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Salt, Fat, Ashes, Heat

Presented by The Tank NYC

Produced by Mateo Huratado, The Brown Theatre Collective

Directed by Breanna Dioni

Stage Managed by: Yarie Vazquez

Performed by Eva Margarita

Los Angeles, CA

My first memories of cooking began with salt. My father instructing me how to very carefully pour the right amount into my left hand, pinch the salt with my right, and clap the rest in. I was taught if you didn’t dust the salt off your hands off at the end, the entire act of cooking or conjuring, would mean nothing. 


Somehow my food would lose flavor if I didn’t follow these careful instructions. I had to pay attention. This attention was stressed even more when I came to realize I was only going to get those instructions once. Every other lesson in cooking was just like that; shown just one time with careful instruction and the expectation of repeatability. Lessons that came afterward we’re more so corrections than clear instructions.

Making tamales with my Papa and Tia Carmen, 2009

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Every recipe, technique, or cooking methodology that my father handed down came from his own personal repertoire of embodied practices;  a pragmatic approach to conjure that can not be contained by a traditional archive. This is why this work explores mourning through an anarchive of blackness and an archive of conjure.


 That is, my work aims to follow the traces of events that hail a particular becoming. A becoming that is not stagnant, but rather a carrier of potential for (re)activation. As Erin Manning puts it, 


“These traces are not inert, they are reactivatable, and their reactivation helps trigger a new event which continues the creative process from which they came, but in a new iteration….The anarchive has a pull and it is a pull to immediacy. It wants to activate, to orient. Or, better said, it is always already activating, orienting. This makes it a collaborator in all takings-form. Thinking of it as the event's anarchic share allows us underscore its role in all experience, human and more-than-human. It also allows us to place it on the register of the immanent rather than transcendant. The anarchive is not something "we" do. It is something that catches experience in the making. It is something that catches us in our own becoming.”

Salt, Fat, Ashes, Heat, uses anarchives to navigate blackness in a sea of porousness. A particular spillage that functions as an invitation to open and absorb mourning as an agent for (re)invention.

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As we collectively mourn the loss of black lives, a sense of normalcy, and time I want us to consider what it might mean for us to sit with the trauma.


What might happen if we accompany each other in our communal memory, history,

and flesh?


Our interconnectedness finds blackness in mourning; in the social atrocities, in familial loss, and in our own embodied practices. I want to push a gathering of mourning as to recognize the communal grief folks across the Americas feel at this time.


 Moreover Salt, Fat, Ashes, Heat, aims to (re)member the processes of mourning in order to best make use of the marvel of reinvention; to reinvent the things made in excess of time, over time. As we often gather around food, this performance asks us to consider what it means to have a history and for mourning to be an agent in it’s reinvention.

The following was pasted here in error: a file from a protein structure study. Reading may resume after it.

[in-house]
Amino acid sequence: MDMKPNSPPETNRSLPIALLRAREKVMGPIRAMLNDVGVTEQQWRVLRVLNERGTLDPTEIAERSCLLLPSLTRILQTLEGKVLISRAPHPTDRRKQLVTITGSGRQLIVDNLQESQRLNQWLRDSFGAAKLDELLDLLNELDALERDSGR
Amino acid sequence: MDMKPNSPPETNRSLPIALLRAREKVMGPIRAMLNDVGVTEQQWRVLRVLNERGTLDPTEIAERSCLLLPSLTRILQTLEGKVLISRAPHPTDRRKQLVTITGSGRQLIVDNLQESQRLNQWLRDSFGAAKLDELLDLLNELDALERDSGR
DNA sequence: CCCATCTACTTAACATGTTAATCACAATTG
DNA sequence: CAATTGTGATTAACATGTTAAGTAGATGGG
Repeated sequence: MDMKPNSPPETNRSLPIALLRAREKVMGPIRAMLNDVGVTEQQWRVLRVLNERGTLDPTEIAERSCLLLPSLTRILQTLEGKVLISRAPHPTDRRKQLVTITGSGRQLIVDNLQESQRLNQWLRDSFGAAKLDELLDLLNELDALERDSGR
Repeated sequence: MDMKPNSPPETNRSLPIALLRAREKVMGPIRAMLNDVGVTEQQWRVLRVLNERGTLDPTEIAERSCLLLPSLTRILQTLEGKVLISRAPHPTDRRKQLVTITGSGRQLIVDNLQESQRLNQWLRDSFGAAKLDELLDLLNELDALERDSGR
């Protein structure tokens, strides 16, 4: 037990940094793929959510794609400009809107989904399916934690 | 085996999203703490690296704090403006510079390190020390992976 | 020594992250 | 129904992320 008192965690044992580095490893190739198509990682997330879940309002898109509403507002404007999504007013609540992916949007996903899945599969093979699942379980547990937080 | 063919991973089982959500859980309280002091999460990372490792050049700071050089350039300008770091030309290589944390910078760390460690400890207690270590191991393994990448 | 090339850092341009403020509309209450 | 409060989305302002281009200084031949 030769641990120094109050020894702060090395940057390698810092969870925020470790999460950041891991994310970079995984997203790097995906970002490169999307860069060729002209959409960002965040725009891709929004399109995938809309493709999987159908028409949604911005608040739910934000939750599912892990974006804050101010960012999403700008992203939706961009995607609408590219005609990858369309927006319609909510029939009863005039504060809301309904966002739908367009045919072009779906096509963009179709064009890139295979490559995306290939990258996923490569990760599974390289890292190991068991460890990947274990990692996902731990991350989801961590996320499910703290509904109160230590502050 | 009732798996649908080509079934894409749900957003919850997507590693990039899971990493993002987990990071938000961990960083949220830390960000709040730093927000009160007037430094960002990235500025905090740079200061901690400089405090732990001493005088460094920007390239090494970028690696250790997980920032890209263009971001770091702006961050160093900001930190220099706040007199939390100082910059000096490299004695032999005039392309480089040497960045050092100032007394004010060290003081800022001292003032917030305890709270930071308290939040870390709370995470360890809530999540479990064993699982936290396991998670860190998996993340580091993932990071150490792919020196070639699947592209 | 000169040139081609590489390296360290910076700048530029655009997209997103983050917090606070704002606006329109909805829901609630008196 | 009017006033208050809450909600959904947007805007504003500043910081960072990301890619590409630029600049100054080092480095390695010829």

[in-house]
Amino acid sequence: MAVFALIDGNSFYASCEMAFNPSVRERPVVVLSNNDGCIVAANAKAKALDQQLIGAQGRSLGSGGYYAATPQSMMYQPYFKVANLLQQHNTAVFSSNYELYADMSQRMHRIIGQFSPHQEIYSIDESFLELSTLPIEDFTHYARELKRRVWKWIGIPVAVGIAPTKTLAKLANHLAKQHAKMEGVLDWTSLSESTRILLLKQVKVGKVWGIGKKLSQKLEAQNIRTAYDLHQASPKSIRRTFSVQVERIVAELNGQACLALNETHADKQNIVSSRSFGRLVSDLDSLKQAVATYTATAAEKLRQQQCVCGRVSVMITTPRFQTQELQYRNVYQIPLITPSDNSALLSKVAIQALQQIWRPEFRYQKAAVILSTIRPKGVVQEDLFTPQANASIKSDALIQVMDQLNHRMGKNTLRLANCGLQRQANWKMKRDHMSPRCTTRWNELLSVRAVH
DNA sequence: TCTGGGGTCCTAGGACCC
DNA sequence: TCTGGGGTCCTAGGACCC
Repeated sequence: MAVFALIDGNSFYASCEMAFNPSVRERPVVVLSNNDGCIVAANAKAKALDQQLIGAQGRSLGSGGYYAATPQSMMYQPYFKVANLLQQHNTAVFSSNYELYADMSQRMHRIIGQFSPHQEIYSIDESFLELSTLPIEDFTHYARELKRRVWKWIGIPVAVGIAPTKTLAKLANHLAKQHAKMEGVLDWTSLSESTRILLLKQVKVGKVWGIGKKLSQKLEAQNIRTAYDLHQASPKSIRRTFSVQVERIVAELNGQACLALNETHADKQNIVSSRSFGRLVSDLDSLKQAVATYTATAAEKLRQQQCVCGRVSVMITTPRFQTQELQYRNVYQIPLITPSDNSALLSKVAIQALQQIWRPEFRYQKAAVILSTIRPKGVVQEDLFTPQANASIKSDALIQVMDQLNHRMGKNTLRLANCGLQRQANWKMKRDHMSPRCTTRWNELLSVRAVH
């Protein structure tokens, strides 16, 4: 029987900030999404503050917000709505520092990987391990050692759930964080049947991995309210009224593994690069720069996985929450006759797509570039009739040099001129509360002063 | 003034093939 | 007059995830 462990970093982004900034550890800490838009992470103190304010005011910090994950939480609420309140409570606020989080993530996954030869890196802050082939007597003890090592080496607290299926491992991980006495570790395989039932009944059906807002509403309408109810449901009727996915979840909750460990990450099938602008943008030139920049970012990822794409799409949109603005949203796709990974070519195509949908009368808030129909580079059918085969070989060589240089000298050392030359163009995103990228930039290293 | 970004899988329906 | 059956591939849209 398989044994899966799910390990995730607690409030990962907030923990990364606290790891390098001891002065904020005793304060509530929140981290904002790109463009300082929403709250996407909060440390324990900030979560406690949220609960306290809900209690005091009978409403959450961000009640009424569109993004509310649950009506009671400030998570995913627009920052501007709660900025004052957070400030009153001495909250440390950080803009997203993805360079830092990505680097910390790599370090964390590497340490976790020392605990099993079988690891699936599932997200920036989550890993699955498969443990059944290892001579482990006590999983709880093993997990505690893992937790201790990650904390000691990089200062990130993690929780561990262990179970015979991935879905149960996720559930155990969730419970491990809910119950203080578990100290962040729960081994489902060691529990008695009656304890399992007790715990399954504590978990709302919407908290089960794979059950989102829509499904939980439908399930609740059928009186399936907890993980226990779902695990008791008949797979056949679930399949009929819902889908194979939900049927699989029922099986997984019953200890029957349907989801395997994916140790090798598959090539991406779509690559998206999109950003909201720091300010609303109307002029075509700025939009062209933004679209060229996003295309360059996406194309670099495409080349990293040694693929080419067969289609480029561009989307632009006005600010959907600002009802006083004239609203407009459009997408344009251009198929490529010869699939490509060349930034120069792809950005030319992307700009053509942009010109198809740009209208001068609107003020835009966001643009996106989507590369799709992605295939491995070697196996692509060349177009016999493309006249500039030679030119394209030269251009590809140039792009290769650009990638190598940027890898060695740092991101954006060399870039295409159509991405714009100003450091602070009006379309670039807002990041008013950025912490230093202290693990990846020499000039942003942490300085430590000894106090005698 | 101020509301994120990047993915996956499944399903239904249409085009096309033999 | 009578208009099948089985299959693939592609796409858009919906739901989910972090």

So I father. Endo-cannibalistic approaches vary from culture to culture and is done as a funerary rite of passage. To consume the flesh of the other is to commit to their history and it’s reinvention through sharing. Moreover, Julieeta Singh highlights, these approaches to cannibalistic ritual are “rarely ever about consuming the whole body, but rather a discrete symbolic act of incorporation”. 

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A small act of taking the body of another’s into yours. Taking in the flesh of another is a way of claiming it as a part of you. This endo-cannibalistic (re)activation necessitates accompaniment. Simply put-it takes 2, minimum. Someone to create the entry point, and someone else to journey through it. Almost as if to say,

where you go I go.

I will break bread and bone with you,

for you.

For our love,

we embrace a collective mourning. 



My approach to gathering has almost always come with or thru food. Some of my fondest memories, the ones that lay deep in the crevases of my soul, are learning to cook with my father. As an artist who peers into the practices of everyday life, I immediately turned to cooking when I thought about what it meant to reinvent particular processes, then I began to ask myself, ‘how could I reactivate my father?’ and I turned to food. 


In the 12 hour marathon that was “Salt, Fat, Ashes, Heat” I cooked 3 dishes, wherein I picked just the bone pieces, the residual transcripts of his frame, to honor his relationship with his 3 children. His pounded down powdered ashes mixed into the fritas, the rice and beans, and it was all up in the sauce that went on top of the tamales. Each dish represents my father, but also another way of reinventing the body and renewing the grief by consuming it.

Following initial live recordings, only culinary soundscapes will be available for replay. These formats are designed to honor the archive of conjure which works with things hidden in plain sight; that is, the labor situated at a crossroads of morgue, stage, and spiritual practice.

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